This is the 39th blog in this series which began with Adam & Sin, Paradise and Fasting. The previous blog is Adam’s Expulsion in the Writings of Russian Saints.
We will look at how some of the theological themes which the Patristic writers gleaned from the Adam and Eve narratives are expressed in modern Orthodox tradition. First the notion of free will – only those who have free will can choose to obey. God did not make automatons preprogrammed to do His will. He made creatures who can disobey – consciously choose a course different from the one they are commanded to take.
“What is obedience? In the common meaning of the word, obedience is submission to someone else’s will. The commandment of obedience is the very first in time, the most ancient, for while still in Paradise, in their original state of innocence, our first father and mother were already given a commandment of obedience—not to taste of the fruit of a certain tree—the transgression of which commandment led to their death.” (Abbess Thaisia, LETTERS TO A BEGINNER, p 39)
The notion of free will raised the question even in the ancient world as to whether Eve and Adam were made perfect or were made capable of being perfected. We saw that many Patristic writers assumed humans had the capacity to attain perfection, but this can only be accomplished if there is true free will. Many Patristic writers assumed the downfall of Eve and Adam was not that they were imperfect but that they were inexperienced.
“Adam and Eve wanted that freedom, but they were too young, too immature, to take the responsibility that went along with it. They thought they could get freedom without responsibility. Only an adult knows there is no such thing.
God did not kill the man and the woman (which shows that God does not operate on the level of the human mind). What He did was to alter their reality so that they became aware of their separateness, their estrangement, from God, who until then had been their sole purpose for being. The man and woman rejected relationship with God as a person and went into exile. They forced God to become an impersonal power, a demand, a commandment, just as a rebellious child forces a parent to become overpowering, impersonal, and free from dialogue when the child presses beyond the limits that have provided for its safety and nurture.” (Archimandrite Meletios Webber, Bread & Water, Wine & Oil: An Orthodox Christian Experience of God, pg 38)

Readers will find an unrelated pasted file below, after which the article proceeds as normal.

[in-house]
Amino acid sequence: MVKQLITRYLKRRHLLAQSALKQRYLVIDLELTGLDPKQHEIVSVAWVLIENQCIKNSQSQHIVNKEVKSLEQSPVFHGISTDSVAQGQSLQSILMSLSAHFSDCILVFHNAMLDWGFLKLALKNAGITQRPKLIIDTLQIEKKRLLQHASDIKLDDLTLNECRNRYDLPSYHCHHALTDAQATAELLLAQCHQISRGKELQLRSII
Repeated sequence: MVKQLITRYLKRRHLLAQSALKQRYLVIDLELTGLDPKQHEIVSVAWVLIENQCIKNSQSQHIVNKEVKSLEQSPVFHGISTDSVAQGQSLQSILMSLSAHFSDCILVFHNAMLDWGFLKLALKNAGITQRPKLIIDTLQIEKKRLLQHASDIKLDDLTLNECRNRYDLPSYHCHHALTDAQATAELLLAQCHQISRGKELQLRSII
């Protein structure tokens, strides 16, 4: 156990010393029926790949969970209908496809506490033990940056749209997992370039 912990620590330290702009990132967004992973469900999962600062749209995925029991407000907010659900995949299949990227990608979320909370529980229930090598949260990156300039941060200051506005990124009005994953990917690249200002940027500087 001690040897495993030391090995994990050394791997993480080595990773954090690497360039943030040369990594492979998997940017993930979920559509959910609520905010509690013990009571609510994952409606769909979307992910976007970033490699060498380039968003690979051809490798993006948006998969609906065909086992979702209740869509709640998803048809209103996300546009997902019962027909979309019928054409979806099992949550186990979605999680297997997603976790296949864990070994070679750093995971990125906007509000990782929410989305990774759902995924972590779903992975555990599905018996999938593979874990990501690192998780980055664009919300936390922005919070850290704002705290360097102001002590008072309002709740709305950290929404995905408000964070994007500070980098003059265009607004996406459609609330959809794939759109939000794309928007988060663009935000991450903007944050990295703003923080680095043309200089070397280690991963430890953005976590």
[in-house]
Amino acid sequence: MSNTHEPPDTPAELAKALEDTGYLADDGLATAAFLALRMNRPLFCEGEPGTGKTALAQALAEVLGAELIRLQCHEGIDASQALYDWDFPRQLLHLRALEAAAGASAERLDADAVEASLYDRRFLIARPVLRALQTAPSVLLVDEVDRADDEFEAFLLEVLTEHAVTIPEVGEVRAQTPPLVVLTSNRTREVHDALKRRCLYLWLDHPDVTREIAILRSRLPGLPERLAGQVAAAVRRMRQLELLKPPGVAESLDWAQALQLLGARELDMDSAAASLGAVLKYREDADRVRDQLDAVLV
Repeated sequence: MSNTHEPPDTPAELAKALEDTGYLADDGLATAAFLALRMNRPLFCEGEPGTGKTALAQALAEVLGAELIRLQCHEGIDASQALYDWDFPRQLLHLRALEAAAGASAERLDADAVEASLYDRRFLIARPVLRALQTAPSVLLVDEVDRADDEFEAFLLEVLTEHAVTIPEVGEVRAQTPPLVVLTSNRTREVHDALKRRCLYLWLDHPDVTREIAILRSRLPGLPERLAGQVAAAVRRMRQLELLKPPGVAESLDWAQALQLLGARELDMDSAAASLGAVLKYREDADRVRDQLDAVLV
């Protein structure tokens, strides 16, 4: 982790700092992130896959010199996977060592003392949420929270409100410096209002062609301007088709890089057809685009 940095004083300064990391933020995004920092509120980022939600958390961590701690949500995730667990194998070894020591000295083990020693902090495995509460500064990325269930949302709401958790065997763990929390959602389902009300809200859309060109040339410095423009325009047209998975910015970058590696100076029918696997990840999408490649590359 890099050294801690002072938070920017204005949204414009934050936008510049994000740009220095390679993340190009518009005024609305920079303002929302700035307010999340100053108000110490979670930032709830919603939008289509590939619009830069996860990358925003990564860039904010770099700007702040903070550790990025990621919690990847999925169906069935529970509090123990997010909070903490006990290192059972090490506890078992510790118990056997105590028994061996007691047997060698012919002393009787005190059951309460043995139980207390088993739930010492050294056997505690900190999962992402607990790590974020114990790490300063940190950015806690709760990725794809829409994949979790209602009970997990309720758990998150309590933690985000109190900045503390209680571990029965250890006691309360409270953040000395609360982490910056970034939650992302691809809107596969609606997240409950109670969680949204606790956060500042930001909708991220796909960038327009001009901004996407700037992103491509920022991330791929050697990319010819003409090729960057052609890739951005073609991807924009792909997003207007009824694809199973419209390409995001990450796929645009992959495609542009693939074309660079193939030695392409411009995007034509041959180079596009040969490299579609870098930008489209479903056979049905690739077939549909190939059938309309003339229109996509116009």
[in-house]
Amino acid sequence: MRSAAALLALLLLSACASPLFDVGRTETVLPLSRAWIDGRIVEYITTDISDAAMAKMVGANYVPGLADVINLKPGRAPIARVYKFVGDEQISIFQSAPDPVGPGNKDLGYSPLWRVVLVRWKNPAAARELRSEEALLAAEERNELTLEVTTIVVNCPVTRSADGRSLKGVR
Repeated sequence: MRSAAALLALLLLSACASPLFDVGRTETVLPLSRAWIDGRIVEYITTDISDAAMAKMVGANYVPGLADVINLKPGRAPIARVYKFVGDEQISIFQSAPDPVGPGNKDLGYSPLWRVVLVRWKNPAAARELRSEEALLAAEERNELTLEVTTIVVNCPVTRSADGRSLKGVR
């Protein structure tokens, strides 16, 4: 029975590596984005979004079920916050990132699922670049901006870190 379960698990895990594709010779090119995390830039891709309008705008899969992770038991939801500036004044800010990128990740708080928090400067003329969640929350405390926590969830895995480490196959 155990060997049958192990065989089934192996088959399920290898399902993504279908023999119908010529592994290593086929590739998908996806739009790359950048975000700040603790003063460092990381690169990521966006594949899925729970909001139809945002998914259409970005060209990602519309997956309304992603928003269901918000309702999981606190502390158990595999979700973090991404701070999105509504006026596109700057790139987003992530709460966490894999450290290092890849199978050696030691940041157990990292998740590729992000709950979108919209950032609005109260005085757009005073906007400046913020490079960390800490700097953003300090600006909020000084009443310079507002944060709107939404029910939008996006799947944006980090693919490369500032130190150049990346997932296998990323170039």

Adam and Eve had to choose whether to expand themselves in godlikeness by choosing to love each other and God. Instead they decided to follow their own selfish path which left them enslaved to themselves, to their desires, trapped and separated by individualistic autonomy.
“In fact, it was this act that marked the beginning of the human’s selfish confinement within himself. This was how he enslaved himself to himself. Reckoning on becoming his own lord, he became his own slave. The human person is free only if he is free also from himself for the sake of others, in love, and if he is free for God who is the source of freedom because he is the source of love. But disobedience used as an occasion the commandment not to taste from the tree of the knowledge of good and evil.” (Dumitru Staniloae quoted in THE TEACHINGS OF MODERN CHRISTIANITY, pp 695-696)
Frequently the Patristic writers emphasize the spiritual message of Genesis 3, moving beyond a mere literal interpretation of the text to find what message God had planted within His world.
“God’s question—‘Where are you?’ – does not seek to determine the location where Adam hid himself; it is not a question of geographical removal but of a state of sin which separates us from God. God does not want to abandon Adam; He seeks him out and calls to him. But instead of responding to divine mercy, Adam tries to justify himself by rejecting all responsibility. … In accordance with what the serpent said, Adam’s eyes were opened. What he beheld, however, was a world of sorrow, where man must labor to survive, where he must struggle against thorns and thistles to obtain bread by the sweat of his brow, and where woman gives birth in pain; a world where everything is transitory, everything dies, and where man who is of the earth returns to the earth.” (Olga Dunlop (Tr), THE LIVING GOD Vol 1, p 11)
God offered the fallen Adam not just punishment but a means to a better life.
“… Adam’s condition outside of Eden. He was reduced to an animal by virtue of his transgression. But in taking on this new condition as a means of penance rather than enduring it solely as punishment, Adam was on the road to deification.” (Gary Anderson, THE GENESIS OF PERFECTION, p 153)
Next: The Role of Food in Adam’s Existence